(Bloomberg) — Carl Icahn’s vision for AIG is about to become a reality.
Five years after the activist investor called for its breakup, American International Group Inc. announced plans to shed its massive life and retirement operation, the final dismantling of a company built over decades by former Chief Executive Officer Maurice “Hank” Greenberg.
Dropping a business that accounted for about a third of AIG’s revenue last year leaves a much simpler company for Peter Zaffino, who takes over as CEO on March 1. For years, investors and analysts have questioned whether AIG would make more sense if it split in two: a property-casualty operation serving corporations and wealthy individuals, and a life-insurance and retirement business.
“After years of being poked, prodded and questioned, AIG is finally ready to pull the trigger and step back from its multiline strategy,” David Havens, a credit analyst with Imperial Capital LLC, said in a note to clients.
No decision has been made on how to separate the unit, according to AIG. Two likely possibilities are an initial public offering or a minority disposition with additional sales down the road, a person familiar with the matter said.
Photographer: Christopher Occhicone/Bloomberg
Icahn, who sold his AIG stake two years ago, was one of the most vocal supporters of a split, calling for a breakup as early as 2015. He pushed the company to explore separating into three businesses: a P&C company, a life and retirement operation and a mortgage insurer. The company sold the mortgage business in 2016.
Former CEO Peter Hancock resisted Icahn’s calls for a breakup, arguing that keeping the company together, at least in the short term, had tax and diversification benefits.
Some of those advantages have started to fade in recent years. Chief Financial Officer Mark Lyons said in August that tax reform had diluted one part of that argument, and management was routinely thinking about how to respond strategically. Investors also tend to prefer “well-positioned” property-casualty insurers over life and annuity sellers, Havens at Imperial Capital said.
“We think this split would create far simpler investment stories, and it signals material confidence in AIG’s post-separation P&C prospects, where results have been most significantly challenged,” Meyer Shields, an analyst with Keefe, Bruyette & Woods, said in a note to clients.
Life insurers have come under pressure during the pandemic as interest rates creep lower and lower, cutting into investment returns. MetLife Inc. has plunged 24% this year while Prudential Financial Inc. has declined 30%.
AIG, which is down 37% this year, climbed 4.2% to $32.56 at 9:40 a.m. in New York.
The company has already spent years whittling itself down after racking up a bailout in the financial crisis that swelled to $182.3 billion. That meant selling off prized units including an insurance business that operated in regions including Japan and Europe.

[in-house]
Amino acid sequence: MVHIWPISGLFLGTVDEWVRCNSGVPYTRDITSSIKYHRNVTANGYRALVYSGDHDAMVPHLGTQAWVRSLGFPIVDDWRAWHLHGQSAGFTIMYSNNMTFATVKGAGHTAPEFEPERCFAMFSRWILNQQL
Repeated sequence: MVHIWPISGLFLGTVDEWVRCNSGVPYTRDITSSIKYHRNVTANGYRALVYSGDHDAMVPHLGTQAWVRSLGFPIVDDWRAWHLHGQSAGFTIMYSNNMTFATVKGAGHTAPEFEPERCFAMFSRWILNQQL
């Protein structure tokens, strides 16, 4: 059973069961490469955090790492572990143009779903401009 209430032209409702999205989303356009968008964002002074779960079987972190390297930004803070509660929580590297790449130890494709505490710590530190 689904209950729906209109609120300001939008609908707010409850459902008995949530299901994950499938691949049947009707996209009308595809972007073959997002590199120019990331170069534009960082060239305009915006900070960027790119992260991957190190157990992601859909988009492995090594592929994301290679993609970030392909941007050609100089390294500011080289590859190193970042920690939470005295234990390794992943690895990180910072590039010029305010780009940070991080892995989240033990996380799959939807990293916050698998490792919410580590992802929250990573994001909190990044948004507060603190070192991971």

Zaffino, who was named Monday as AIG’s next CEO, is inheriting a company with a market capitalization that’s plunged 88% since 2000. He’s been an integral part of the turnaround plan put in place by his predecessor, Brian Duperreault, who joined the insurer in 2017.
Read more about Peter Zaffino
Zaffino, 53, initially came on board as chief operating officer, but quickly took on a role helping fix the sprawling property-casualty business. His promotion to president at the end of last year stoked speculation he would one day succeed Duperreault, 73.
What Bloomberg Intelligence Says
“We view Peter Zaffino as a solid choice for AIG’s next CEO. Given his success in the considerable effort of reshaping P&C underwriting and reinsurance, we have confidence in his ability to unlock value by successfully separating the life insurance unit. The P&C business may have a higher multiple as a stand-alone entity.”
–Matthew Palazola, senior industry analyst, and Derek Han, associate analyst
Duperreault’s arrival in 2017 led Icahn to ease his demands. The CEO has focused on fixing underlying issues that led to frequent charges as the firm was burned by old policies. That included shoring up underwriting at its property-casualty business and altering the way it uses reinsurance.
Zaffino has held a range of jobs, including a stint at a General Electric Co. venture, leading Guy Carpenter and taking the helm at Marsh & McLennan Cos.’ large-insurance brokerage business. He was most recently in charge of an effort called AIG 200, a series of initiatives for the firm to improve its operations and efficiency.
(Adds analyst’s comment in ninth paragraph, updates share prices in 10th and 11th.)
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